|Ryan Model 124 / BQM-34A Firebee|
|Role||Unmanned aerial vehicle / Aerial target|
|Primary users||United States Air Force|
United States Navy
United States Army
Canadian Armed Forces
|Developed into||Ryan Model 147|
The Ryan Firebee is a series of target drones developed by the Ryan Aeronautical Company beginning in 1951. It was one of the first jet-propelled drones, and remains one of the most widely used target drones ever built.
The Firebee I was the result of a 1948 U.S. Air Force request and contract to Ryan for a jet-powered gunnery target. The first flight of the XQ-2 Firebee prototype took place in early 1951. The drone featured swept flight surfaces and a circular nose inlet. The initial models had distinctive "arrowhead" shaped endplates on the tailplane. The Firebee could be air-launched from a specially modified launch aircraft (Douglas A-26 Invader was first to be used for this), or ground-launched with a single RATO booster.
Following successful evaluation the target was ordered into production for the USAF as the Q-2A, powered by a Continental J69-T-19B turbojet engine with 1,060 pounds-force (4.7 kN) of thrust. The Air Force then obtained small numbers of a Q-2B with a more powerful engine for high-altitude performance.
The U.S. Navy bought the Firebee as the KDA-1 which was mostly similar to the Q-2A, differing mainly in its powerplant: a Fairchild J44-R-20B turbojet with 1,000 lbf (4.4 kN) thrust. The KDA-1 and Q-2A could be distinguished by the KDA-1's protruding inlet centerbody and wider, steeply raked inlet. The U.S. Army also obtained a KDA-1 version designated the XM21 that differed only in minor details.
The Navy obtained several improved variants of the KDA-1, including the XKDA-2 and XKDA-3 which were not built in quantity, and the KDA-4, which was the main production version for the series. These variants were difficult to distinguish from the KDA-1, differing mainly in successively uprated J44 engines and other minor changes.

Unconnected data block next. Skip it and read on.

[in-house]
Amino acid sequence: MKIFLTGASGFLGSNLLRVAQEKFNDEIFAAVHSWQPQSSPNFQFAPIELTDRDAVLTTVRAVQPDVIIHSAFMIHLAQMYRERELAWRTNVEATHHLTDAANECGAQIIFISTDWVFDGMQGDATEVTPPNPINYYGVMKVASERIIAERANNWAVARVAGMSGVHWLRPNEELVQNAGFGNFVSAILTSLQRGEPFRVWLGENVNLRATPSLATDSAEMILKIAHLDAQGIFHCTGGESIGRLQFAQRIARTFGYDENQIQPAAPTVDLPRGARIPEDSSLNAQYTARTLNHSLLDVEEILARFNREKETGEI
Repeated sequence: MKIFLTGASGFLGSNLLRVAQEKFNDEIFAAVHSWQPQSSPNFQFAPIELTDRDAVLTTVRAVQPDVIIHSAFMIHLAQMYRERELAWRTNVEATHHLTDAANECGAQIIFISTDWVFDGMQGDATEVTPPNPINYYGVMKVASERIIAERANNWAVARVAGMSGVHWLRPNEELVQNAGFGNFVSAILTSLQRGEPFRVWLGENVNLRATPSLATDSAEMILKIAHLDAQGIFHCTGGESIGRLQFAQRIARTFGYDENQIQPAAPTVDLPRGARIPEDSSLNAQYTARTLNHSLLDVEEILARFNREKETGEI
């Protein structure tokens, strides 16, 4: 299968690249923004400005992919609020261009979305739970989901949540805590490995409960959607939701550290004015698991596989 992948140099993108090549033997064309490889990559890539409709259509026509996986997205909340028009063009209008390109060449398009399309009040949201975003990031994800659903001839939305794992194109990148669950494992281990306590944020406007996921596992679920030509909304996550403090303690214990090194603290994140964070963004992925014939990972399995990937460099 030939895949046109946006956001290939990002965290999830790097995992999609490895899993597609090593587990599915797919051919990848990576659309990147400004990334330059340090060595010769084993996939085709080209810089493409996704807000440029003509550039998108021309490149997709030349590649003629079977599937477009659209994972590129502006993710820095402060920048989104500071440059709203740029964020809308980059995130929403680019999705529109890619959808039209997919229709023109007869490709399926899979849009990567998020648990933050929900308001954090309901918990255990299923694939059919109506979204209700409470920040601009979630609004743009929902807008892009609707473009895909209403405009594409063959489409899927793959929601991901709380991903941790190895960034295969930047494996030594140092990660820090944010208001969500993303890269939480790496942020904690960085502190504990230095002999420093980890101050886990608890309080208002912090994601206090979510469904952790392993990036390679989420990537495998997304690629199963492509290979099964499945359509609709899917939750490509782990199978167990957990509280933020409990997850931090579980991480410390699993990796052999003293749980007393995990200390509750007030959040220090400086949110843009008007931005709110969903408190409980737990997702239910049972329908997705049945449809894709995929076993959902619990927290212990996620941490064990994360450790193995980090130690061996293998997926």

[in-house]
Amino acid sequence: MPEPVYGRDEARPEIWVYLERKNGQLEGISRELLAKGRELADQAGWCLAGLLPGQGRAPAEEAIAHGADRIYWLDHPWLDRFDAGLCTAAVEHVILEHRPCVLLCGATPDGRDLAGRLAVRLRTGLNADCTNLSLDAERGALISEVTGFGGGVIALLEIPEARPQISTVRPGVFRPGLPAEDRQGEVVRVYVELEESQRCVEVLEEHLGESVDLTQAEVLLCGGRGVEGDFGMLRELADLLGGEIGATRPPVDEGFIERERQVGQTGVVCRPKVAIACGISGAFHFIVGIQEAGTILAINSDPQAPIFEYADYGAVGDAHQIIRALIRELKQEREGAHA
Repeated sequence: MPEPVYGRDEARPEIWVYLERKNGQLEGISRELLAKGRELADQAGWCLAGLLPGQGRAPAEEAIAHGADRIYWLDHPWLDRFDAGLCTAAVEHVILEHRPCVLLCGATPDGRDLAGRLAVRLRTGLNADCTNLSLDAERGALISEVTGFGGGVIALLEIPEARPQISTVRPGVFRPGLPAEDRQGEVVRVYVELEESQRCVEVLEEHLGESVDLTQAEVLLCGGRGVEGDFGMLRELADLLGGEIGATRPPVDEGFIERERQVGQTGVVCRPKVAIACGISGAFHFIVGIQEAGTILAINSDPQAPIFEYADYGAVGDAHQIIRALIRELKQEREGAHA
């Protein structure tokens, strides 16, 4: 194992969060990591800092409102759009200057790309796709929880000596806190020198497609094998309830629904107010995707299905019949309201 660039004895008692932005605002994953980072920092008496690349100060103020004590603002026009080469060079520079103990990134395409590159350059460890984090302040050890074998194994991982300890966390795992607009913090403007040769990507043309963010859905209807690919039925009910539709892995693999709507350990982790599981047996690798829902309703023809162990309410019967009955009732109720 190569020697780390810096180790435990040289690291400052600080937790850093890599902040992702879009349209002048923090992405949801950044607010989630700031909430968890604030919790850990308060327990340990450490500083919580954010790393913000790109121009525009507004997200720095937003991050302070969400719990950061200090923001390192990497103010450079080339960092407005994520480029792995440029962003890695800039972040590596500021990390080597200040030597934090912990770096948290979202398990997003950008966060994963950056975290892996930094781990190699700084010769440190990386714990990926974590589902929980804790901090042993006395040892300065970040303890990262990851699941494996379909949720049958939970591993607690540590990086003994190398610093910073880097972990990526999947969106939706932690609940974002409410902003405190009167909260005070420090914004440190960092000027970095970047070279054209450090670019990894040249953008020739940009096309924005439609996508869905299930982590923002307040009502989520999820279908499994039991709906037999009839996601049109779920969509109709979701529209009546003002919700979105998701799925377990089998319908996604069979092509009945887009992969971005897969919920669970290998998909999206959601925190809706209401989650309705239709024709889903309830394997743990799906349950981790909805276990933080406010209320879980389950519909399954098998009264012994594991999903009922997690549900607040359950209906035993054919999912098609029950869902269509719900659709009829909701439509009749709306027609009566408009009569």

The RCAF purchased 30 KDA-4 Firebees, which were flown from two specially converted Avro Lancaster Mk.10DC Drone Carriers from 1956 to 1961. These were used to test the weapons system for the Avro Canada CF-100 and Avro Canada CF-105 Arrow. The cancellation of the latter brought the drone program to an end as it was no longer needed for the Sparrow II missile that would have armed the Arrow.
In the late 1950s, the USAF awarded Ryan a contract for a substantially improved "second generation" Firebee, the Model 124, originally with the designation Q-2C. The initial prototype performed its first flight in late 1958 and went into production in 1960. In 1963, it was redesignated the BQM-34A. The old first-generation KDA-1 and KDA-4 targets then still flying with the Navy were (somewhat confusingly) given the respective redesignations AQM-34B and AQM-34C.
The BQM-34A emerged as the Firebee as it is recognized today, with a bigger airframe, longer wings, and a particular "chin"-type inlet under a pointed nose (in contrast to the circular intake of the first-generation Firebees). It was powered by a Continental J69-T-29A turbojet, a copy of the improved Turbomeca Gourdon derivative of the Marbore, with 1,700 lbf (7.6 kN) thrust. The U.S. Navy also adopted the BQM-34A, while the Army obtained a ground-launched version designated MQM-34D with longer wings and a heavier JATO booster.